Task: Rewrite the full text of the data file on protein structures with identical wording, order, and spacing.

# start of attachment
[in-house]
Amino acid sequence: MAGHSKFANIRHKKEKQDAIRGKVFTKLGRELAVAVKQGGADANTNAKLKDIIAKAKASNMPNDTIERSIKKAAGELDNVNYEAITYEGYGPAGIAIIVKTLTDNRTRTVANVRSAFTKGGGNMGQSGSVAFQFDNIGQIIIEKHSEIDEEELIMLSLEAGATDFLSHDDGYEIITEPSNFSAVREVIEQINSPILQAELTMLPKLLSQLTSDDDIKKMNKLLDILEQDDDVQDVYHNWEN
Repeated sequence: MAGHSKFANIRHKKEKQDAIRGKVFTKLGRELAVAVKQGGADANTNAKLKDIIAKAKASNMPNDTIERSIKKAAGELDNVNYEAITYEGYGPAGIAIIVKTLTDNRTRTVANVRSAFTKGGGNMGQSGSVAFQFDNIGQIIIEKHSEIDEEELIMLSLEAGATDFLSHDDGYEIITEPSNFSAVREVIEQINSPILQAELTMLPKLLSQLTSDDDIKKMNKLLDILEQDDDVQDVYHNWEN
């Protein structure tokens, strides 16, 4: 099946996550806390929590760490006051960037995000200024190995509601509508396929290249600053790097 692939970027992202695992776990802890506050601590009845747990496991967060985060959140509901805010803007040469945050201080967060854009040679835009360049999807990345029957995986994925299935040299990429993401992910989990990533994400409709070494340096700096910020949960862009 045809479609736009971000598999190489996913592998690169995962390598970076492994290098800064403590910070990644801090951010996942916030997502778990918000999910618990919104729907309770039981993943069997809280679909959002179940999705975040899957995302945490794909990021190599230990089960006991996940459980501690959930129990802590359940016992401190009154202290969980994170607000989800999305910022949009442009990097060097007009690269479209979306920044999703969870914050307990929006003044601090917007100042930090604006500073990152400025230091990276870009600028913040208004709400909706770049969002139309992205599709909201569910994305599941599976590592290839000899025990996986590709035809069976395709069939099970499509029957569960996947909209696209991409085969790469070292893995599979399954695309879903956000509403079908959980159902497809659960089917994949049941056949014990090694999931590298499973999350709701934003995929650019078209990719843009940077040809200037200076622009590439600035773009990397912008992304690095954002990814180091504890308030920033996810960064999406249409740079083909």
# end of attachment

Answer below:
[in-house]
Amino acid sequence: MAGHSKFANIRHKKEKQDAIRGKVFTKLGRELAVAVKQGGADANTNAKLKDIIAKAKASNMPNDTIERSIKKAAGELDNVNYEAITYEGYGPAGIAIIVKTLTDNRTRTVANVRSAFTKGGGNMGQSGSVAFQFDNIGQIIIEKHSEIDEEELIMLSLEAGATDFLSHDDGYEIITEPSNFSAVREVIEQINSPILQAELTMLPKLLSQLTSDDDIKKMNKLLDILEQDDDVQDVYHNWEN
Repeated sequence: MAGHSKFANIRHKKEKQDAIRGKVFTKLGRELAVAVKQGGADANTNAKLKDIIAKAKASNMPNDTIERSIKKAAGELDNVNYEAITYEGYGPAGIAIIVKTLTDNRTRTVANVRSAFTKGGGNMGQSGSVAFQFDNIGQIIIEKHSEIDEEELIMLSLEAGATDFLSHDDGYEIITEPSNFSAVREVIEQINSPILQAELTMLPKLLSQLTSDDDIKKMNKLLDILEQDDDVQDVYHNWEN
């Protein structure tokens, strides 16, 4: 099946996550806390929590760490006051960037995000200024190995509601509508396929290249600053790097 692939970027992202695992776990802890506050601590009845747990496991967060985060959140509901805010803007040469945050201080967060854009040679835009360049999807990345029957995986994925299935040299990429993401992910989990990533994400409709070494340096700096910020949960862009 045809479609736009971000598999190489996913592998690169995962390598970076492994290098800064403590910070990644801090951010996942916030997502778990918000999910618990919104729907309770039981993943069997809280679909959002179940999705975040899957995302945490794909990021190599230990089960006991996940459980501690959930129990802590359940016992401190009154202290969980994170607000989800999305910022949009442009990097060097007009690269479209979306920044999703969870914050307990929006003044601090917007100042930090604006500073990152400025230091990276870009600028913040208004709400909706770049969002139309992205599709909201569910994305599941599976590592290839000899025990996986590709035809069976395709069939099970499509029957569960996947909209696209991409085969790469070292893995599979399954695309879903956000509403079908959980159902497809659960089917994949049941056949014990090694999931590298499973999350709701934003995929650019078209990719843009940077040809200037200076622009590439600035773009990397912008992304690095954002990814180091504890308030920033996810960064999406249409740079083909």